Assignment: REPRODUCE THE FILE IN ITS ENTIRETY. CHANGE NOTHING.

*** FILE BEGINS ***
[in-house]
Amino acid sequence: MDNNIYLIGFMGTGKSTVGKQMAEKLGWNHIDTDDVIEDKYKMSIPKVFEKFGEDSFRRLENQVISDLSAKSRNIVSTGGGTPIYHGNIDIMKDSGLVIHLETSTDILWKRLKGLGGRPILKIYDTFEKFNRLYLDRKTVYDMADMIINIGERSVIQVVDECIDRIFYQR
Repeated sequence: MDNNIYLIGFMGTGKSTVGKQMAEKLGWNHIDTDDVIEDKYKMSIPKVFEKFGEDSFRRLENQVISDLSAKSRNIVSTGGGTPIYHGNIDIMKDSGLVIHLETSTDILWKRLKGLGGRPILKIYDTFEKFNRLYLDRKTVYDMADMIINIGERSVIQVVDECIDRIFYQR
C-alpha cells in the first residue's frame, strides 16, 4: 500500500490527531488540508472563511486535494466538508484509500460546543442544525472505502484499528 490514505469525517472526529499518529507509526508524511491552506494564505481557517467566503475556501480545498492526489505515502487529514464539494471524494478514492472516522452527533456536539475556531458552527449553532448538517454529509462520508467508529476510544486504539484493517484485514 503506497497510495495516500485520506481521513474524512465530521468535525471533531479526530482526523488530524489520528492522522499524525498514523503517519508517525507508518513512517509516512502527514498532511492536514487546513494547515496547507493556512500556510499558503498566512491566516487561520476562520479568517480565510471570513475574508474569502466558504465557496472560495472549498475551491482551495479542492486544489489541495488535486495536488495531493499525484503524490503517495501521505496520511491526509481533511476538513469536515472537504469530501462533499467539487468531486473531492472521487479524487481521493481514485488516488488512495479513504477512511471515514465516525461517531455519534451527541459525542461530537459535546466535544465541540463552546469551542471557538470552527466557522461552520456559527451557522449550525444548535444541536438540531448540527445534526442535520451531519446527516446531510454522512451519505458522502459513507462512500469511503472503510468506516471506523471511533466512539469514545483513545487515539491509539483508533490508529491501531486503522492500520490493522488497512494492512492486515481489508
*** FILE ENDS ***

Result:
[in-house]
Amino acid sequence: MDNNIYLIGFMGTGKSTVGKQMAEKLGWNHIDTDDVIEDKYKMSIPKVFEKFGEDSFRRLENQVISDLSAKSRNIVSTGGGTPIYHGNIDIMKDSGLVIHLETSTDILWKRLKGLGGRPILKIYDTFEKFNRLYLDRKTVYDMADMIINIGERSVIQVVDECIDRIFYQR
Repeated sequence: MDNNIYLIGFMGTGKSTVGKQMAEKLGWNHIDTDDVIEDKYKMSIPKVFEKFGEDSFRRLENQVISDLSAKSRNIVSTGGGTPIYHGNIDIMKDSGLVIHLETSTDILWKRLKGLGGRPILKIYDTFEKFNRLYLDRKTVYDMADMIINIGERSVIQVVDECIDRIFYQR
C-alpha cells in the first residue's frame, strides 16, 4: 500500500490527531488540508472563511486535494466538508484509500460546543442544525472505502484499528 490514505469525517472526529499518529507509526508524511491552506494564505481557517467566503475556501480545498492526489505515502487529514464539494471524494478514492472516522452527533456536539475556531458552527449553532448538517454529509462520508467508529476510544486504539484493517484485514 503506497497510495495516500485520506481521513474524512465530521468535525471533531479526530482526523488530524489520528492522522499524525498514523503517519508517525507508518513512517509516512502527514498532511492536514487546513494547515496547507493556512500556510499558503498566512491566516487561520476562520479568517480565510471570513475574508474569502466558504465557496472560495472549498475551491482551495479542492486544489489541495488535486495536488495531493499525484503524490503517495501521505496520511491526509481533511476538513469536515472537504469530501462533499467539487468531486473531492472521487479524487481521493481514485488516488488512495479513504477512511471515514465516525461517531455519534451527541459525542461530537459535546466535544465541540463552546469551542471557538470552527466557522461552520456559527451557522449550525444548535444541536438540531448540527445534526442535520451531519446527516446531510454522512451519505458522502459513507462512500469511503472503510468506516471506523471511533466512539469514545483513545487515539491509539483508533490508529491501531486503522492500520490493522488497512494492512492486515481489508